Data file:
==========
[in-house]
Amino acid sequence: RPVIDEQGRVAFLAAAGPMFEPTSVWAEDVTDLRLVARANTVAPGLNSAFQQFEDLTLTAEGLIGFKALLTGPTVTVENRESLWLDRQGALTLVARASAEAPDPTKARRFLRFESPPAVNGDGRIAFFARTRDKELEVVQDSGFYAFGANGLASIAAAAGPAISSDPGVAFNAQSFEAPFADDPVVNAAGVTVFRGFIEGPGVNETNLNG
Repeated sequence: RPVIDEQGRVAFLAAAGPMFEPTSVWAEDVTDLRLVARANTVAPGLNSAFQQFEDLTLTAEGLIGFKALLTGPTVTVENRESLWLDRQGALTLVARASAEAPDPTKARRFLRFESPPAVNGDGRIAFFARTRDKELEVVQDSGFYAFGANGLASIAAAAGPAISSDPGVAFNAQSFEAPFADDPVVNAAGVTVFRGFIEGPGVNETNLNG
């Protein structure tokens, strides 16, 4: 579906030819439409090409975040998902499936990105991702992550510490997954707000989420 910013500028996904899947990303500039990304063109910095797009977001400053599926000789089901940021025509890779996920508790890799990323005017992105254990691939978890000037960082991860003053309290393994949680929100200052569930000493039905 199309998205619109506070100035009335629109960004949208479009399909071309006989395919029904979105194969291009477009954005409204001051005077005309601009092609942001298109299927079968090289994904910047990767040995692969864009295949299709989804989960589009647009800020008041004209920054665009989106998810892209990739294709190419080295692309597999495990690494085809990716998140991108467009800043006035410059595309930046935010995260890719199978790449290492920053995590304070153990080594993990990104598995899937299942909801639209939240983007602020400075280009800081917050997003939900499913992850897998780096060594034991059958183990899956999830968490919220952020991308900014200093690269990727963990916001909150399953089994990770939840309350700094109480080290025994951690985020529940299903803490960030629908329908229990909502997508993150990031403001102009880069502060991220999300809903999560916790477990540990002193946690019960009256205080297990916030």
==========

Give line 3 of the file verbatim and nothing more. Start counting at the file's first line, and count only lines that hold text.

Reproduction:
Repeated sequence: RPVIDEQGRVAFLAAAGPMFEPTSVWAEDVTDLRLVARANTVAPGLNSAFQQFEDLTLTAEGLIGFKALLTGPTVTVENRESLWLDRQGALTLVARASAEAPDPTKARRFLRFESPPAVNGDGRIAFFARTRDKELEVVQDSGFYAFGANGLASIAAAAGPAISSDPGVAFNAQSFEAPFADDPVVNAAGVTVFRGFIEGPGVNETNLNG